not happened, and the latter, if applicable in any degree, does not help the defendants' case. It is not to be supposed that it tacitly overrode the agreements of the parties in March to pay certain other lawyers out of their respective shares, and if not, the March contract remained on foot.
Finally, as to the defense of res judicata, the short answer is that the Court of Claims had no jurisdiction of either the subject matter or the parties. Of course, jurisdiction could not be claimed unless the special act of June 21, 1906, heretofore mentioned, conferred it. That act authorized the court to
"render final judgment in the name of Butler and Vale . . . for the amount of compensation which shall be paid to the attorneys who have performed services as counsel on behalf of said Indians in the prosecution of the claim of said Indians for payment for said land, and in determining the amount of compensation for such services the court may consider all contracts or agreements heretofore entered into by said Indians with attorneys who have represented them in the prosecution of said claim, and also all services rendered by said attorneys for said Indians in the matter of said claim."
It then directed that Butler and Vale should file a petition, and that the Secretary of the Treasury should pay them the sum awarded on final judgment out of the sum appropriated for the Indians; payment to be in full compensation of all attorneys who had rendered services to the Indians in the matter, "the same to be apportioned among said attorneys by said Butler and Vale as agreed among themselves," provided that, before any attorney having an agreement with Butler and Vale should be paid, he should deliver to the Secretary of the Interior a discharge of all demands for services in the matter of this Indian claim.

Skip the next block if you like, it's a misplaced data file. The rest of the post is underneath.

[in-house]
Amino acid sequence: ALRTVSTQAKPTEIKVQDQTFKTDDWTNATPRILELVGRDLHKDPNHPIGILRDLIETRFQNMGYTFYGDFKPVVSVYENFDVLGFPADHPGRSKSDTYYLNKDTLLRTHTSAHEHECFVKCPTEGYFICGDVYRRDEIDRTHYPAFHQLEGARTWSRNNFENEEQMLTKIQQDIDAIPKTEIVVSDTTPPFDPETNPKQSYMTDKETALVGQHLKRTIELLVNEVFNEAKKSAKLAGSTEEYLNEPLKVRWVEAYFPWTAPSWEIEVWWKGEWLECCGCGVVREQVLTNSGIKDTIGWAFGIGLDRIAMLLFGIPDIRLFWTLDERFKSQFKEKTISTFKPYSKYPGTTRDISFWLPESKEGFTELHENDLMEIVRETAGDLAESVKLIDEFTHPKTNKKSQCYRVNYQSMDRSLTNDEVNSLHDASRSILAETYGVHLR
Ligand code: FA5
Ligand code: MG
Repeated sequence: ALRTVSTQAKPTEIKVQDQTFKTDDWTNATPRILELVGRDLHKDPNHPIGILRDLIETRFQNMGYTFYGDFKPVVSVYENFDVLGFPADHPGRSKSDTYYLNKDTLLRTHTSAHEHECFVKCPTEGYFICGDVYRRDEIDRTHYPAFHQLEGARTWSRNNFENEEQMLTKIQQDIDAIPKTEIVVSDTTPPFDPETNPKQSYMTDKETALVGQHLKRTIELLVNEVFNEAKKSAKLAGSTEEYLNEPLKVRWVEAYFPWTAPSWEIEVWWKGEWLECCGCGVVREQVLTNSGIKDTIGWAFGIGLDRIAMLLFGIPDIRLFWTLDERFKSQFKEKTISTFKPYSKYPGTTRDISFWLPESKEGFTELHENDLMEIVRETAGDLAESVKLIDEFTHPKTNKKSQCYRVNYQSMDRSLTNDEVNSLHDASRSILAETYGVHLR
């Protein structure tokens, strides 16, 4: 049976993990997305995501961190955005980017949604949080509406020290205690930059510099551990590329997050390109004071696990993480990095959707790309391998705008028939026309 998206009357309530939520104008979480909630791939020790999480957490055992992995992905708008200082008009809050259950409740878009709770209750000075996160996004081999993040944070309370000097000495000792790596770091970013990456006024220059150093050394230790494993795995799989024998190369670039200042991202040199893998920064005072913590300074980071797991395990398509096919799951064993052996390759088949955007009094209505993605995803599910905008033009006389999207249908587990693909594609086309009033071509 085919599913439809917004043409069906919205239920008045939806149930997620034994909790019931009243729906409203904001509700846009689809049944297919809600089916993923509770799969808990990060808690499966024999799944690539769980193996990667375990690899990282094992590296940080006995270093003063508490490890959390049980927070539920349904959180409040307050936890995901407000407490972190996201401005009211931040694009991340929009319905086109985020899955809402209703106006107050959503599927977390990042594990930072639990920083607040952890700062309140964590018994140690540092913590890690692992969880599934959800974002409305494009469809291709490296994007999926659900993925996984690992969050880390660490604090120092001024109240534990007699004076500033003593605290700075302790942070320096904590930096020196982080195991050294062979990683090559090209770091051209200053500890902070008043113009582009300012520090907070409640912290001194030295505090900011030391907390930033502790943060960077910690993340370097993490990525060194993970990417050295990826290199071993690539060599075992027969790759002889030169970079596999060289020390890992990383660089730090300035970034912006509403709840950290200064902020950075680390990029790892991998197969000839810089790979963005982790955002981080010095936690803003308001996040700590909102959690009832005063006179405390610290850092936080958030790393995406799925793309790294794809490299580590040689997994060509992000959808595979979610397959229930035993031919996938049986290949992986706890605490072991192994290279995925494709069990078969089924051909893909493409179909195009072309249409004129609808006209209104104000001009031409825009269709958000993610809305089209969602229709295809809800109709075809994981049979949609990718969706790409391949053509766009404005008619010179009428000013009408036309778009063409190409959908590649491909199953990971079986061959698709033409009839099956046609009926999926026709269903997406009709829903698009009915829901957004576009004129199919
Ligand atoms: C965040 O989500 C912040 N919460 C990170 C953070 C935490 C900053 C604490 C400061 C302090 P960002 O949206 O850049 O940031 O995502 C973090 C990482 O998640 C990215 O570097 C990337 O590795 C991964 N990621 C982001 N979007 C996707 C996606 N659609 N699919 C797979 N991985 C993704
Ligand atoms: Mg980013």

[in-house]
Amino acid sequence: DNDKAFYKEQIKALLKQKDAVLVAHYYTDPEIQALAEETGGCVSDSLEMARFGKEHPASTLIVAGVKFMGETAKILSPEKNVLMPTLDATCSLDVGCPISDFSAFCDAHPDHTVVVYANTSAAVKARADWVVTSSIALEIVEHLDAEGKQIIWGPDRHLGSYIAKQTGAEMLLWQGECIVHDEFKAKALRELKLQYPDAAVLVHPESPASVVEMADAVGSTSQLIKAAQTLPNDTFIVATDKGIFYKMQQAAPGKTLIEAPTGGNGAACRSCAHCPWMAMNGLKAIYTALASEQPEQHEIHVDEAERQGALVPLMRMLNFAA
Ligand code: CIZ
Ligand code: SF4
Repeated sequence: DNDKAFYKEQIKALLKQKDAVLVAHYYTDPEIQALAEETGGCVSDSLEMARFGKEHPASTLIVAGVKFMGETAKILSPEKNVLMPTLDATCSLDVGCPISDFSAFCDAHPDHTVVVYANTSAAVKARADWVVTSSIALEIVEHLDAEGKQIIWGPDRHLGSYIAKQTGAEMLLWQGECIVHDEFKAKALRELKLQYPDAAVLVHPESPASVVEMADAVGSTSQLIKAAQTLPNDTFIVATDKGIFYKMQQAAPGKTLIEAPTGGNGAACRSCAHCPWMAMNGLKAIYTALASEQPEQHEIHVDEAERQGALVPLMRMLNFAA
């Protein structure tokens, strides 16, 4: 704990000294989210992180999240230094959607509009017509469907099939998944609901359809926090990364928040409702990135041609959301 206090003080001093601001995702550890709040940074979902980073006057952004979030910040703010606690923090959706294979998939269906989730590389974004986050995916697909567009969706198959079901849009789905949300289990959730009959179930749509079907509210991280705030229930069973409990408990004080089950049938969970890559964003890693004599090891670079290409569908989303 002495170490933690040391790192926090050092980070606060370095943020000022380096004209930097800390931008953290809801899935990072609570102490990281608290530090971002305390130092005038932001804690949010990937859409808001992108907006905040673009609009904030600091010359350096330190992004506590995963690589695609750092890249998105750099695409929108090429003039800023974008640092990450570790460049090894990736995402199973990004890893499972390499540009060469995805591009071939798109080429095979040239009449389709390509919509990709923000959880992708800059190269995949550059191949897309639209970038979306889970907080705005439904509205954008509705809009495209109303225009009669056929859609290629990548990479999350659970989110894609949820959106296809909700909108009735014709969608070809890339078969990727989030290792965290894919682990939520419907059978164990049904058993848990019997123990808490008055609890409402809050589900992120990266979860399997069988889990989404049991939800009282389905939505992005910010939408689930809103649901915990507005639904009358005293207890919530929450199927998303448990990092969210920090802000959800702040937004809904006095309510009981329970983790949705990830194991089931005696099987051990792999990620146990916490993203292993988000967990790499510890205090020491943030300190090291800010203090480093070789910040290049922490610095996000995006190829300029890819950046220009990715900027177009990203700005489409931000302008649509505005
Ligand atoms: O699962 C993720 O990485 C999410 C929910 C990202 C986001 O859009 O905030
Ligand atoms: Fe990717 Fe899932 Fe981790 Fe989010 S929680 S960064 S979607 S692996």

Argument hardly can make the intent of the statute clearer. The question before the Court of Claims was the
amount and the whole amount to be deducted from an Indian appropriation before it should be paid over for the Indians by the United States. That necessarily concerned the United States. The manner in which the fund should be distributed did not concern it at all. Therefore it selected representatives of all claimants against the fund, ordered the sum deducted to be paid to them, and transferred all claims outstanding against the Indians to the sum so paid over -- a method familiar to our legislation. United States v. Dalcour, 203 U. S. 408, 203 U. S. 422. The reference to contracts with the Indians merely permitted the court to take them into consideration in determining what was a fair total, without being governed by them; as, for instance, the expired Butler and Vale contract, which allowed ten percent, and to the same end other services were to be taken into account. But the act itself determined what parties were to be before the court, namely, Butler and Vale, they being the only ones necessary for the object in view. The plaintiff could not have made himself a party if he had wanted to, and he did not want to and did not -- he rightly understood that his claim was to be satisfied outside of the suit before the court. We do not think a discussion of the evidence necessary, although we think that the courts below mistook its effect. It is enough to say that the decree of the Court of Claims perhaps was not intended to have effect, and certainly could not have effect, in deciding the rights of the parties among themselves.
MR. JUSTICE PITNEY was not present at the argument, and took no part in the decision of this case.